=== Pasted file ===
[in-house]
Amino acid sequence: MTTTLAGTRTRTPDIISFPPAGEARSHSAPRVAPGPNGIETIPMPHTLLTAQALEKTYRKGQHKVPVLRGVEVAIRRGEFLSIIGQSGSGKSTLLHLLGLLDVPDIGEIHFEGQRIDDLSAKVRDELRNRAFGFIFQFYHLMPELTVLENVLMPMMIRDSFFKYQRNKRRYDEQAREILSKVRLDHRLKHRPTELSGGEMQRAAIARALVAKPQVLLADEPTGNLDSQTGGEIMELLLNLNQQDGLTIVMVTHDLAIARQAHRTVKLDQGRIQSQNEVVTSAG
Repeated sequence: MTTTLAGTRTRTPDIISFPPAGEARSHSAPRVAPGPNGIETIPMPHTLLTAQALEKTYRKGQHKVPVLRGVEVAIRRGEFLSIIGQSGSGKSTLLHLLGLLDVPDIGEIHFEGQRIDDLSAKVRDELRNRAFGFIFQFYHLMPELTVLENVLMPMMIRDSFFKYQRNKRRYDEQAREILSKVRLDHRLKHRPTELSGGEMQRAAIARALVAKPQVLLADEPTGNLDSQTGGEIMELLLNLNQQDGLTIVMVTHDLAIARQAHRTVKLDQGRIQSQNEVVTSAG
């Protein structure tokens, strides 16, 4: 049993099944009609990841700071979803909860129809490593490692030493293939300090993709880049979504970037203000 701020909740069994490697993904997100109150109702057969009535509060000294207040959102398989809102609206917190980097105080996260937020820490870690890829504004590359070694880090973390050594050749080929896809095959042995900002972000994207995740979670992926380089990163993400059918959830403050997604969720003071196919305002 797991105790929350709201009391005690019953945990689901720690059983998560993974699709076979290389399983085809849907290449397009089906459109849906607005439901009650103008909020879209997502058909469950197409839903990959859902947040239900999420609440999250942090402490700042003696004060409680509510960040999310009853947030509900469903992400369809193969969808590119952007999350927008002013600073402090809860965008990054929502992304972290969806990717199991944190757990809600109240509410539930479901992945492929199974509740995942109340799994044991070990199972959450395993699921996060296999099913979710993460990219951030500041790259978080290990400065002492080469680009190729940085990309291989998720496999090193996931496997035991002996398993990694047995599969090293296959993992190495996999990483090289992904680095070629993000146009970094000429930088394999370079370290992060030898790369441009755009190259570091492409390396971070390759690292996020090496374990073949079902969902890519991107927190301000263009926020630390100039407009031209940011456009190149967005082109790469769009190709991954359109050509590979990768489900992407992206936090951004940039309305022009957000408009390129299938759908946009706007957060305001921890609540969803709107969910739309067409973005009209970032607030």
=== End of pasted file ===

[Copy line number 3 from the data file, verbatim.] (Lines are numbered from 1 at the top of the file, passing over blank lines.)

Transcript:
Repeated sequence: MTTTLAGTRTRTPDIISFPPAGEARSHSAPRVAPGPNGIETIPMPHTLLTAQALEKTYRKGQHKVPVLRGVEVAIRRGEFLSIIGQSGSGKSTLLHLLGLLDVPDIGEIHFEGQRIDDLSAKVRDELRNRAFGFIFQFYHLMPELTVLENVLMPMMIRDSFFKYQRNKRRYDEQAREILSKVRLDHRLKHRPTELSGGEMQRAAIARALVAKPQVLLADEPTGNLDSQTGGEIMELLLNLNQQDGLTIVMVTHDLAIARQAHRTVKLDQGRIQSQNEVVTSAG